“I travelled and met Native American artists who made things for powwows. I would commission them to make parts of my sculptures because they had skills I did not. I would hear how beading saved their lives, how dancing, how drumming stopped them from doing drugs and alcohol.”

— Jeffrey Gibson

“So much Native American beadwork and design were categorised as decorative arts when, in fact, if you understand what you are looking at, they are masks, abstractions of landscapes, environments…Simple things like colours and shapes represented your tribe, your family and were designed to draw the protection of your ancestors around you. These designs were ceremonial, owned, and passed down..”

— Jeffrey Gibson

“Half a century ago, many Native American artists trying to break into the fine art market were told that their oil paintings would never sell because they were not recognizably “Indian” enough. These artists were instead encouraged to paint with earthy pigments on natural materials such as hide or bark. The belief was that art by Native artists could only sell if it was recognizably Native in its content and material, simultaneously exotic and traditional. Eventually that attitude was replaced by the understanding that indigenous artists cannot be limited to constructed notions of what “Nativeness” looks like.” — Christopher Green for Hyperallergic.com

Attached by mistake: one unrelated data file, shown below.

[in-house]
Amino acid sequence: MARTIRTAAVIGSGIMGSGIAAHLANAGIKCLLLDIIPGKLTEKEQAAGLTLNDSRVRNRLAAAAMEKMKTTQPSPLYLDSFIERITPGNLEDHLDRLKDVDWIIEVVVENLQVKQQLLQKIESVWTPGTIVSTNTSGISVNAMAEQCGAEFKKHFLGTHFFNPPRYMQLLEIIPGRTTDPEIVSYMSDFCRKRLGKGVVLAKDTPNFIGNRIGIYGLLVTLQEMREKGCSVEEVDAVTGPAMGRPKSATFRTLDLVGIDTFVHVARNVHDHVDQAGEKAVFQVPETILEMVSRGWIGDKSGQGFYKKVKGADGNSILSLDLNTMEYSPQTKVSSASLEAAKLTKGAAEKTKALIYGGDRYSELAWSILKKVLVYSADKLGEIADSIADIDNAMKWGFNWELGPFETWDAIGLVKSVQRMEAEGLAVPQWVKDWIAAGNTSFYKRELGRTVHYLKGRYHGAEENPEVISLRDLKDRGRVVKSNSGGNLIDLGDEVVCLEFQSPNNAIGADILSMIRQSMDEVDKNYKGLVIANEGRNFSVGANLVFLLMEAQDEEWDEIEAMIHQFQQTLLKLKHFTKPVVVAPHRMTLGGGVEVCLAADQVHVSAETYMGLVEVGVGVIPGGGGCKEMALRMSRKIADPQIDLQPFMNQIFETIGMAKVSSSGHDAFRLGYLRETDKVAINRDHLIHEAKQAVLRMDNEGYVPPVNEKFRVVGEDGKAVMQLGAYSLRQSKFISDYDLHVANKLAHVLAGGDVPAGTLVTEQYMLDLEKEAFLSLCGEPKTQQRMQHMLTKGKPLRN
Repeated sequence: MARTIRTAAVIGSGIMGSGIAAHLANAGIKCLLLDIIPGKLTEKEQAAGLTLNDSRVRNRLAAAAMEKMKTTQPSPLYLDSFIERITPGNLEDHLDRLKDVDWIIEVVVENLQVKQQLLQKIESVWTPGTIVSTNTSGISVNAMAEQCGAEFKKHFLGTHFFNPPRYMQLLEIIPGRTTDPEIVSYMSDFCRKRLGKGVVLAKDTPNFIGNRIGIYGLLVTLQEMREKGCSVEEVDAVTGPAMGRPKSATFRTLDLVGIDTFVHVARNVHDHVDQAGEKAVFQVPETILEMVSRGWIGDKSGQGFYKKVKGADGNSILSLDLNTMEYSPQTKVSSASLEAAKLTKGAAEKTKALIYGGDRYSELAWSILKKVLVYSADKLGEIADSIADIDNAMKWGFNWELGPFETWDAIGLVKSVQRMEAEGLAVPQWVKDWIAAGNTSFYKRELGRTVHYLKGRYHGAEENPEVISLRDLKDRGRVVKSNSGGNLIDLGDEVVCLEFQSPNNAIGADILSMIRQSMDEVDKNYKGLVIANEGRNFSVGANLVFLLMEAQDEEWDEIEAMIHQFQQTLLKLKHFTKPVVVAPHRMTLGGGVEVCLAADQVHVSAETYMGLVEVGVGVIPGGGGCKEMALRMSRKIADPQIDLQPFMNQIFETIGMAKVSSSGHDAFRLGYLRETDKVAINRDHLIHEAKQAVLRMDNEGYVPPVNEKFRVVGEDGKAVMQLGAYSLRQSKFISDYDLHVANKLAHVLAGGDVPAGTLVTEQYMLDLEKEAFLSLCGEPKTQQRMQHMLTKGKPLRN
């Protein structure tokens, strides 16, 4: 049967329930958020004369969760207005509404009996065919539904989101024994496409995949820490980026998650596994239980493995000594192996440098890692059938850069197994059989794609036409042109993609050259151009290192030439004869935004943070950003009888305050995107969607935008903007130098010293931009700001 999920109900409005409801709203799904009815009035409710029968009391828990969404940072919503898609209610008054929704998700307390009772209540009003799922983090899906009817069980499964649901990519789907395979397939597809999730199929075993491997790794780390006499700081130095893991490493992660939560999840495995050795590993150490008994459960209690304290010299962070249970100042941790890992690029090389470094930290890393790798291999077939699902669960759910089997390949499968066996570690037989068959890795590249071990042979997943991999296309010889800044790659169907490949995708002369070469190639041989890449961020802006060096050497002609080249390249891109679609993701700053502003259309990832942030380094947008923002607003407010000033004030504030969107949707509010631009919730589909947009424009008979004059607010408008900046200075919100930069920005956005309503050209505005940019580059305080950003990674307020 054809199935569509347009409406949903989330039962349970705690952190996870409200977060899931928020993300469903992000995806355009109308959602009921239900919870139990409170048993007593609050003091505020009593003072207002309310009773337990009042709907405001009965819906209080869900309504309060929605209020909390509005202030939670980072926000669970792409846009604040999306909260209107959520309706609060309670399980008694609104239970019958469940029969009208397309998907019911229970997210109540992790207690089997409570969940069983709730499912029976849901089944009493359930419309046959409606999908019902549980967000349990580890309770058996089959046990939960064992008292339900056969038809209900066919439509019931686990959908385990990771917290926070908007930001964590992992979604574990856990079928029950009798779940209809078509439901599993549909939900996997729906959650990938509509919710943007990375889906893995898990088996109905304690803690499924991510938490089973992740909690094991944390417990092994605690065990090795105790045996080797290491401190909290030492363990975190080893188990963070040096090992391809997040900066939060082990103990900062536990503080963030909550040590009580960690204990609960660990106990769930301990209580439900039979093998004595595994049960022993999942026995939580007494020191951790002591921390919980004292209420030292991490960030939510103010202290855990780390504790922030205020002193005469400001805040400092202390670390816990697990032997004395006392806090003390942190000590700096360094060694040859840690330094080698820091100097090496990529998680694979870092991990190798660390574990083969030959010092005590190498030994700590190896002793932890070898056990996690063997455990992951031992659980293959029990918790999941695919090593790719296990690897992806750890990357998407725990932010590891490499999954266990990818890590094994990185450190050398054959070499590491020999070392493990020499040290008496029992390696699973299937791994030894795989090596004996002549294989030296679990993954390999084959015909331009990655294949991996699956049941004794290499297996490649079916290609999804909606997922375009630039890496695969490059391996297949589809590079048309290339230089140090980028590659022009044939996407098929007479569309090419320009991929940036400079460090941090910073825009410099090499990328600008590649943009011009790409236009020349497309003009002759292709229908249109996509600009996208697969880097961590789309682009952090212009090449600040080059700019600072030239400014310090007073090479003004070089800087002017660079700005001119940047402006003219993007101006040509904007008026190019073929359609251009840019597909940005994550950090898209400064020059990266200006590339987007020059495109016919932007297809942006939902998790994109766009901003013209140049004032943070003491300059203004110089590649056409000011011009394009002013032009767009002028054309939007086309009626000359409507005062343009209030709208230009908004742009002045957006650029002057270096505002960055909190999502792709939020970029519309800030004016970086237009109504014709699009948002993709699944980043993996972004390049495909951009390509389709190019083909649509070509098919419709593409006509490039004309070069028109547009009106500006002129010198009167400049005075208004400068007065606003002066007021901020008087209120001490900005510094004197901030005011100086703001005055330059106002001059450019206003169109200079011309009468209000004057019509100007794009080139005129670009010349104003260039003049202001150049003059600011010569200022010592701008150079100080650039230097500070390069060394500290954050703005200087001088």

Link: For Jeffrey Gibson’s TED Talk, click here.

Link: For Jeffrey Gibson’s MacArthur Foundation interview, click here.

Link: For information about Jeffrey Gibson’s Brooklyn Museum exhibit, click here.

Link: For information about Jeffrey Gibson’s talk at FIT on March 17, click here

Link: For Jeffrey Gibson’s discussion of Vanuatu slit gongs for the Met’s Artist Project, click here.